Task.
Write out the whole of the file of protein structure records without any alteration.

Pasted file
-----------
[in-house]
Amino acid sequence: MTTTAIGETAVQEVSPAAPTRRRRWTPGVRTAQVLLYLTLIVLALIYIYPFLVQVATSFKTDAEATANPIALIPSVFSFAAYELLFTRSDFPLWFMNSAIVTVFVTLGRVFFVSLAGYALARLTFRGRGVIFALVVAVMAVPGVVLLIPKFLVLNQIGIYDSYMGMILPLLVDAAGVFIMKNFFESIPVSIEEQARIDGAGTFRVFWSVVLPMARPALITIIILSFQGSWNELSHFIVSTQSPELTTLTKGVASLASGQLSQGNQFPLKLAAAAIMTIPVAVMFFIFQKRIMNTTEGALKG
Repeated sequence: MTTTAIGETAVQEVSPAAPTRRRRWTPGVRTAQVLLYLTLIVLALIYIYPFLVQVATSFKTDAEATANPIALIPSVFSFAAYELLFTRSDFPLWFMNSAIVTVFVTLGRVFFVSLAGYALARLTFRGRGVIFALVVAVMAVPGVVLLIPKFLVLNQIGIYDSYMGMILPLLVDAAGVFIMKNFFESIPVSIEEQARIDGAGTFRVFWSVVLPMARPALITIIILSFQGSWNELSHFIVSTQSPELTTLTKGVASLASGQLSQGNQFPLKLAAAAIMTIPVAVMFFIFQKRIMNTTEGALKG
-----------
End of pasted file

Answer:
[in-house]
Amino acid sequence: MTTTAIGETAVQEVSPAAPTRRRRWTPGVRTAQVLLYLTLIVLALIYIYPFLVQVATSFKTDAEATANPIALIPSVFSFAAYELLFTRSDFPLWFMNSAIVTVFVTLGRVFFVSLAGYALARLTFRGRGVIFALVVAVMAVPGVVLLIPKFLVLNQIGIYDSYMGMILPLLVDAAGVFIMKNFFESIPVSIEEQARIDGAGTFRVFWSVVLPMARPALITIIILSFQGSWNELSHFIVSTQSPELTTLTKGVASLASGQLSQGNQFPLKLAAAAIMTIPVAVMFFIFQKRIMNTTEGALKG
Repeated sequence: MTTTAIGETAVQEVSPAAPTRRRRWTPGVRTAQVLLYLTLIVLALIYIYPFLVQVATSFKTDAEATANPIALIPSVFSFAAYELLFTRSDFPLWFMNSAIVTVFVTLGRVFFVSLAGYALARLTFRGRGVIFALVVAVMAVPGVVLLIPKFLVLNQIGIYDSYMGMILPLLVDAAGVFIMKNFFESIPVSIEEQARIDGAGTFRVFWSVVLPMARPALITIIILSFQGSWNELSHFIVSTQSPELTTLTKGVASLASGQLSQGNQFPLKLAAAAIMTIPVAVMFFIFQKRIMNTTEGALKG